Given the status of the United States as a world power for the past seventy years, it is hard for many present-day Americans to understand the isolationist tendencies of the early twentieth century. A prominent example of isolationism is the United States Senate’s refusal to ratify the treaty to join the League of Nations in 1920. Yet, this decision is entirely understandable given the circumstances of the country at the time.

In 1923, many of the League’s members were surveyed and asked to give their opinions on the success of the body. The answers indicated that the members had a strong belief that the League was a powerful mechanism for the settlement of international disputes and had already been successful. However, these members indicated that the League could only continue to function effectively if there was agreement among the great powers. A British intellectual, Gilbert Murray, included the United States in this group. Murray’s opinion was that if the United States joined the League and fully participated in its goals, the great powers of Europe and Asia would follow. This would lead to the League being “made” for all time. However, Murray failed to understand the thinking of the average American and their elected representatives in Congress. The country had only reluctantly been drawn into the first World War, and most citizens had no desire for a repeat. The biggest obstacle to the United States’ joining the League was Article X of its charter.

Article X committed the members of the League to collective security: if a League nation was attacked by an external power, the other members were bound to come to its assistance. Perceptive members of the U.S. Senate, including Henry Cabot Lodge and Frank Brandegee, rightly concluded that this provision could unwillingly involve the United States in another international war, when our participation was neither wanted nor supported by the country at large. For example, one of the League’s early successes was in area of Upper Silesia. The area had historically been part of Prussia, but was claimed by Poland after the war. Despite a plebiscite in which the majority of Silesians favored returning to Germany, Poland continued to assert its claim to the area. The League was able to intervene in 1921 and forge an agreement in which the area was divided between the two countries. However, if the dispute had not been resolved, war between Germany and Poland could have begun anew. If the United States was a full member of the League, it might have found itself bound under Article X to joining a war that it had little stake in.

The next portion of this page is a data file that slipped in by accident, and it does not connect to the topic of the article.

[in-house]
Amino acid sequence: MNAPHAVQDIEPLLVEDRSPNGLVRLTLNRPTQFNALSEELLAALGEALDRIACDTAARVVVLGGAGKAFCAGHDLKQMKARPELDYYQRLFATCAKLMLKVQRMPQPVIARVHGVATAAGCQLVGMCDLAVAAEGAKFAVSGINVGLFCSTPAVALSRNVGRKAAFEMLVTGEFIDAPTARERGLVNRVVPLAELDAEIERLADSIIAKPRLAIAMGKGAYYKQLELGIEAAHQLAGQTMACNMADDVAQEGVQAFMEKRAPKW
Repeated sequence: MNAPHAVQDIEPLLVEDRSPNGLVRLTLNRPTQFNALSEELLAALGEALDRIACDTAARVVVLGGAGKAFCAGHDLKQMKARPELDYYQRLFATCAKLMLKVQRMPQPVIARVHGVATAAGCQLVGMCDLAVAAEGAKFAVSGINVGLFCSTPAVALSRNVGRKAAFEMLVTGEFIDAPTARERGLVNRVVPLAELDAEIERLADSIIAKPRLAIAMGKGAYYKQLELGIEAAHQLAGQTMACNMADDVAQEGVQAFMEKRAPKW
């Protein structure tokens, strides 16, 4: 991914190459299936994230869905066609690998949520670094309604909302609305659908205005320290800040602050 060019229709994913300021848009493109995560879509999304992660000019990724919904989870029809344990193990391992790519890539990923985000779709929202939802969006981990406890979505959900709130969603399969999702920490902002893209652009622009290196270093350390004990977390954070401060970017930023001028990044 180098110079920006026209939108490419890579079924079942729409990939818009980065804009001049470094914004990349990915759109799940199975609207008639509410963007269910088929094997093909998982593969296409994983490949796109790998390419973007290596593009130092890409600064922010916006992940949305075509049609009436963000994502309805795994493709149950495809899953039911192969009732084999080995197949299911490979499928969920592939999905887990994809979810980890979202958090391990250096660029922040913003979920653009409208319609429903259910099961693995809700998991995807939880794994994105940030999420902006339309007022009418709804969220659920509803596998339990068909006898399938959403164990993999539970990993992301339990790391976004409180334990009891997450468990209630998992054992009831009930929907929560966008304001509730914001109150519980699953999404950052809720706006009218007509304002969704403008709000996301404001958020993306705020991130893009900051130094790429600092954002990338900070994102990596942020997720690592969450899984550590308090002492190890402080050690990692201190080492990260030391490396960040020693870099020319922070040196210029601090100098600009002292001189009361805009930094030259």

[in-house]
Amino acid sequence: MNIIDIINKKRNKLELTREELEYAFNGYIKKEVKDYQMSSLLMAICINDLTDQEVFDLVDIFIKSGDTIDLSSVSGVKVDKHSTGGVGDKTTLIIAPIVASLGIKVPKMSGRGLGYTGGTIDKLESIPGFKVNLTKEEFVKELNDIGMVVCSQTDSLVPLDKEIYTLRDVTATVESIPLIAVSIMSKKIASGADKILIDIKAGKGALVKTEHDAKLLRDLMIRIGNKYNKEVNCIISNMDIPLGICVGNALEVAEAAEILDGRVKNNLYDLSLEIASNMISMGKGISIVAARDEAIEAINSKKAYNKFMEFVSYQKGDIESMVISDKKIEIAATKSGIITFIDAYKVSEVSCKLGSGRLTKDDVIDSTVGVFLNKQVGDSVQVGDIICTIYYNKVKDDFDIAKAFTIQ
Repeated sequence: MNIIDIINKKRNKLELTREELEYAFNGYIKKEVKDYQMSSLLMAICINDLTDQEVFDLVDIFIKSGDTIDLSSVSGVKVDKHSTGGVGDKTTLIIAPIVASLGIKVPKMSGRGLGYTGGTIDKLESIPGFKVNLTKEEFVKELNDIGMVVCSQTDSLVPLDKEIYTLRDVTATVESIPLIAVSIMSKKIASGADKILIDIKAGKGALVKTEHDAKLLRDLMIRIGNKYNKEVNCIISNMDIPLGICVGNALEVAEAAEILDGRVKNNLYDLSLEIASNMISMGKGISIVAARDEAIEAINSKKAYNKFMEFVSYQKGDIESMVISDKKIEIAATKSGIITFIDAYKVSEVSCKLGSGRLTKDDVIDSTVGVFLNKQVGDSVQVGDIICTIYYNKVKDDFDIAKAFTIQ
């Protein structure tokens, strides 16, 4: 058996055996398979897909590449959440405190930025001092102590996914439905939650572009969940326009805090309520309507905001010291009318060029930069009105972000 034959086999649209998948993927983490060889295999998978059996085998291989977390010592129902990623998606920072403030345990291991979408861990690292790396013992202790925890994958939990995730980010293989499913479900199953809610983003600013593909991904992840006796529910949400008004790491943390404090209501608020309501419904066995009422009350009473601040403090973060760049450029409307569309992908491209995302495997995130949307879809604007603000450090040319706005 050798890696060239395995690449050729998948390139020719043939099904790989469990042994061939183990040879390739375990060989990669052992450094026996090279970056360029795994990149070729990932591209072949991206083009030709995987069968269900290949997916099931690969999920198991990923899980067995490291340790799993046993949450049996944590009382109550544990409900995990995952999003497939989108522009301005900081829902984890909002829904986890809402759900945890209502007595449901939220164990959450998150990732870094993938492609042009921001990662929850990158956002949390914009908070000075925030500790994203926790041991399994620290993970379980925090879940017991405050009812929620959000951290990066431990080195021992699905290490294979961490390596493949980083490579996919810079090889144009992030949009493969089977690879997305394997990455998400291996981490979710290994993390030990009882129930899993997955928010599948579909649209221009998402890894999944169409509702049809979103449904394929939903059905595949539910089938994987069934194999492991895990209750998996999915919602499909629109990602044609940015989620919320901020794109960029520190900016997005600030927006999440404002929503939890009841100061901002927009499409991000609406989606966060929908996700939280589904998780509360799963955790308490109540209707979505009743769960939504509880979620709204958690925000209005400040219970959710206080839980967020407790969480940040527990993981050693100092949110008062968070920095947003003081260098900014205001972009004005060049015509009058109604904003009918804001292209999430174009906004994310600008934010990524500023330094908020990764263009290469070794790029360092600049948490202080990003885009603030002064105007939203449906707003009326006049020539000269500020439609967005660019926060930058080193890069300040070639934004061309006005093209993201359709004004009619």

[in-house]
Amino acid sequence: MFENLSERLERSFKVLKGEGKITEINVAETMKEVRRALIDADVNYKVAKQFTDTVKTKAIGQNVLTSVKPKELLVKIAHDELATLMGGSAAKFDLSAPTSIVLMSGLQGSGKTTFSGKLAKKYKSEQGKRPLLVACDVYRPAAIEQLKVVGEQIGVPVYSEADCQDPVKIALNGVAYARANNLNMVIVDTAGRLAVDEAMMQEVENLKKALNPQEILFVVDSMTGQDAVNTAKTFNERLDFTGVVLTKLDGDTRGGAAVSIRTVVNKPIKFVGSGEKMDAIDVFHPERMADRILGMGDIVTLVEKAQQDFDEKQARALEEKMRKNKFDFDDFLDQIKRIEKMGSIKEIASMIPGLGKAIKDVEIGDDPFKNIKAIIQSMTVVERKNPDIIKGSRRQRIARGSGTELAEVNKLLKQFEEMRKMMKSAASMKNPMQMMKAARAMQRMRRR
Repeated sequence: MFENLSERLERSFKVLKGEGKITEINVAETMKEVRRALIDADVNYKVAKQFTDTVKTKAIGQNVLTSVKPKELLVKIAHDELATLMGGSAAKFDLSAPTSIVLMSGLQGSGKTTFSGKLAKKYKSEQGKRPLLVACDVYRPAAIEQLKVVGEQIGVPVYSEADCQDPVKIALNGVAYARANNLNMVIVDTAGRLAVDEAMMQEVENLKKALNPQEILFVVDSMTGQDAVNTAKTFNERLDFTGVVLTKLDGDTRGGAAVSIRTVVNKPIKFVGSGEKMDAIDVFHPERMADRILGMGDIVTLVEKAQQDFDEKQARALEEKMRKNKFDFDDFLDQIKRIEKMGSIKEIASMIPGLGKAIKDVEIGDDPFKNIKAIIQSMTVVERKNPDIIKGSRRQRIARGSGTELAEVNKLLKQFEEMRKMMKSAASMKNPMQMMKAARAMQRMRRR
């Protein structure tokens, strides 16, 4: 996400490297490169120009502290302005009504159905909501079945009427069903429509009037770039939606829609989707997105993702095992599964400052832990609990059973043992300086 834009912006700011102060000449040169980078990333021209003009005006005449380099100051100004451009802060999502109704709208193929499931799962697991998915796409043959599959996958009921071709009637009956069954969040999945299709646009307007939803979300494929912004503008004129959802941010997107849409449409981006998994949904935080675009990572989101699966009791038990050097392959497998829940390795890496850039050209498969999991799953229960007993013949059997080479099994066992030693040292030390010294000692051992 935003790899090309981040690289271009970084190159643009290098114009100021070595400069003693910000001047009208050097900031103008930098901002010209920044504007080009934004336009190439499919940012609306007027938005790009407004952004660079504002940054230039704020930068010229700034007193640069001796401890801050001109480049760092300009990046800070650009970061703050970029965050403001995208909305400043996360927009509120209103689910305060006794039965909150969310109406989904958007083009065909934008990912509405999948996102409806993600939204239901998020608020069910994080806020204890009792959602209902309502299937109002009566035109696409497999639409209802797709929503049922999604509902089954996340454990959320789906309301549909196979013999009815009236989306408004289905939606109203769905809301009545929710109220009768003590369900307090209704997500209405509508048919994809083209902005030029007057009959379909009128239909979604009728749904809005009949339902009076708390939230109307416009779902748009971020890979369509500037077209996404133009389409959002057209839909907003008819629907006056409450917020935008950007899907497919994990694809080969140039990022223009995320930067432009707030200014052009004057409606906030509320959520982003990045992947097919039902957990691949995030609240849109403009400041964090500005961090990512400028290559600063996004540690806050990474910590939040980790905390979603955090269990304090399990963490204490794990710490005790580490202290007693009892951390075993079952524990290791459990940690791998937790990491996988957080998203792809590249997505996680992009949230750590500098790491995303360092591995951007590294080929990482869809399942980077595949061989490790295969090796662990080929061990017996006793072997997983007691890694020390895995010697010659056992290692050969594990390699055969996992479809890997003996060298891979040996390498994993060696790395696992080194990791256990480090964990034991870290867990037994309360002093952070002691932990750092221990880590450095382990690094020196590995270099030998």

The passage suggests that Gilbert Murray

A. was opposed to the United States joining the League of Nations
B. considered the membership of the United States to be nonessential to achieve the League’s goal of international security
C. thought that the United Kingdom was the most important member of the League
D. believed that if the United States joined the League, the League would achieve a more permanent status
E. agreed with the reasoning of Henry Cabot Lodge in regards to Article X


(A) Murray actually favored the United States joining the League of Nations.

(B) Murray thought the United States would be an important member to help achieve the League’s goal of international security.

(C) Murray does not state which country he thinks is the most important.

(D) Correct. Murray believed the League would be “made” if the United States joined.

(E) Since Murray favored the United States joining the League of Nations, he disagreed with Lodge.


Answer: D
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Re V10-24  [#permalink]

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New post 07 Oct 2018, 08:29
I think this is a high-quality question and I agree with explanation.
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Re V10-24 &nbs [#permalink] 07 Oct 2018, 08:29